Indeterminate Pulmonary Nodules at Colorectal Cancer Staging: A Systematic Review of Predictive Parameters for Malignancy
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This study aimed to estimate the prevalence of indeterminate pulmonary nodules and specific radiological and clinical characteristics that predict malignancy of these at initial staging chest computed tomography (CT) in patients with colorectal cancer. A considerable number of indeterminate pulmonary nodules, which cannot readily be classified as either benign or malignant, are detected at initial staging chest CT in colorectal cancer patients.
A systematic review based on a search in EMBASE, Medline, the Cochrane library and science citation index, PubMed databases, Google scholar, and relevant conference proceedings was performed in cooperation with the Cochrane Colorectal Cancer Group.
A total of 2,799 studies were identified, of which 12 studies met the inclusion criteria. The studies primarily consisted of case series and included a total of 5,873 patients. Of these patients, 9 % (95 % confidence interval [95 % CI] 8.9–9.2 %) had indeterminate pulmonary nodules at chest CT, of which 10.8 % (95 % CI 10.3–11.2 %) turned out to be colorectal cancer metastases at follow-up. Generally, regional lymph node metastasis, and multiple numbers of indeterminate pulmonary nodules were reported to predict malignancy, whereas calcification of the nodules indicated benign lesions.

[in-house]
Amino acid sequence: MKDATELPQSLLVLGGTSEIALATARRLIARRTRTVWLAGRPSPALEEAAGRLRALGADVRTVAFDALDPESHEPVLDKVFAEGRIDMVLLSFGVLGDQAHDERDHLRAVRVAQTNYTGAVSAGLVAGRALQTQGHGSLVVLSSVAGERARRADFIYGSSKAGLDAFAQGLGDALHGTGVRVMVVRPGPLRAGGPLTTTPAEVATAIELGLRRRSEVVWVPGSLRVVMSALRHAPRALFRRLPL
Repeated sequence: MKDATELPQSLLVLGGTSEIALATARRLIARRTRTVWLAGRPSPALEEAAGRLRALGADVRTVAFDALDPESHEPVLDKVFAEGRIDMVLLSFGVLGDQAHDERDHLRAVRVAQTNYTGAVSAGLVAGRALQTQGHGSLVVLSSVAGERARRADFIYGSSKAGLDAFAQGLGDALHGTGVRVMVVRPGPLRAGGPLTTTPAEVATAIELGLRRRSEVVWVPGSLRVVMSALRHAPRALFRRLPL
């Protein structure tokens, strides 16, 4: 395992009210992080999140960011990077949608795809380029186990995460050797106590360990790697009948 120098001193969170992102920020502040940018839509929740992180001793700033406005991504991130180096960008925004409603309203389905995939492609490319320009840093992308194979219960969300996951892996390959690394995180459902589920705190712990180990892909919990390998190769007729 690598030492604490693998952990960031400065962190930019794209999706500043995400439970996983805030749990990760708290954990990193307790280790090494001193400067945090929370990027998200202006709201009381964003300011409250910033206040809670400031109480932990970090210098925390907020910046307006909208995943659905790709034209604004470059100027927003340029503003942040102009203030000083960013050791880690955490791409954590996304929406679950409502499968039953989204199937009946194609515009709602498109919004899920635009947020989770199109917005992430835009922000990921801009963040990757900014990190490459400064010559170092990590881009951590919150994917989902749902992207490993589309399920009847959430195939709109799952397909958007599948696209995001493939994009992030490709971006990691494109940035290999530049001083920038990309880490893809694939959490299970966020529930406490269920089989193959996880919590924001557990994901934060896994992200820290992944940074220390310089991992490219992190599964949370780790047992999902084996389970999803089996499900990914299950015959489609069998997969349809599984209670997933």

It was found that 1 in 100 colorectal cancer patients subjected to preoperative staging chest CT will have an indeterminate pulmonary nodule that proves to be metastatic disease. Such a low risk suggests that indeterminate pulmonary nodules should not cause further preoperative diagnostic workup or follow-up besides routine regimens.
KeywordsChest Computerize Tomography Lung Lesion General Study Population Positive Nodal Status International Clinical Trial Registry Platform
The authors thank the Trials Search Coordinator of the Cochrane Colorectal Cancer Group Marija Barbateskovic for her kind assistance in conducting the literature search. The study was financially supported by grants from the Danish Cancer Society, Aase and Ejnar Danielsen’s Foundation, and The Einar Willumsen Foundation.
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